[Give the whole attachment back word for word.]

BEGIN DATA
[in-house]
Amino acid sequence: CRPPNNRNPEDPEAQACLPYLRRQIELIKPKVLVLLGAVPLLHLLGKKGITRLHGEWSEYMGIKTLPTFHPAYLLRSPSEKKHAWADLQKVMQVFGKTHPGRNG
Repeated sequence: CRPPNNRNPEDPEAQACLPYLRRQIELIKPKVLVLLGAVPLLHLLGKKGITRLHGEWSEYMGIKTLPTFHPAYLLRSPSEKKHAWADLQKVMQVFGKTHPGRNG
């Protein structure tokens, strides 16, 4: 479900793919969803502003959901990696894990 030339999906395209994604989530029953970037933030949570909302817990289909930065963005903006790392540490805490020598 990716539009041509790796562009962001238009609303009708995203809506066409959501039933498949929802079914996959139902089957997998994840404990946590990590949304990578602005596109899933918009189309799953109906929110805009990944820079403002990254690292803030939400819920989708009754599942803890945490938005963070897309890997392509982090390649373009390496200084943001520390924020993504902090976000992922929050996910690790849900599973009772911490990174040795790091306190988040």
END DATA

[in-house]
Amino acid sequence: CRPPNNRNPEDPEAQACLPYLRRQIELIKPKVLVLLGAVPLLHLLGKKGITRLHGEWSEYMGIKTLPTFHPAYLLRSPSEKKHAWADLQKVMQVFGKTHPGRNG
Repeated sequence: CRPPNNRNPEDPEAQACLPYLRRQIELIKPKVLVLLGAVPLLHLLGKKGITRLHGEWSEYMGIKTLPTFHPAYLLRSPSEKKHAWADLQKVMQVFGKTHPGRNG
């Protein structure tokens, strides 16, 4: 479900793919969803502003959901990696894990 030339999906395209994604989530029953970037933030949570909302817990289909930065963005903006790392540490805490020598 990716539009041509790796562009962001238009609303009708995203809506066409959501039933498949929802079914996959139902089957997998994840404990946590990590949304990578602005596109899933918009189309799953109906929110805009990944820079403002990254690292803030939400819920989708009754599942803890945490938005963070897309890997392509982090390649373009390496200084943001520390924020993504902090976000992922929050996910690790849900599973009772911490990174040795790091306190988040």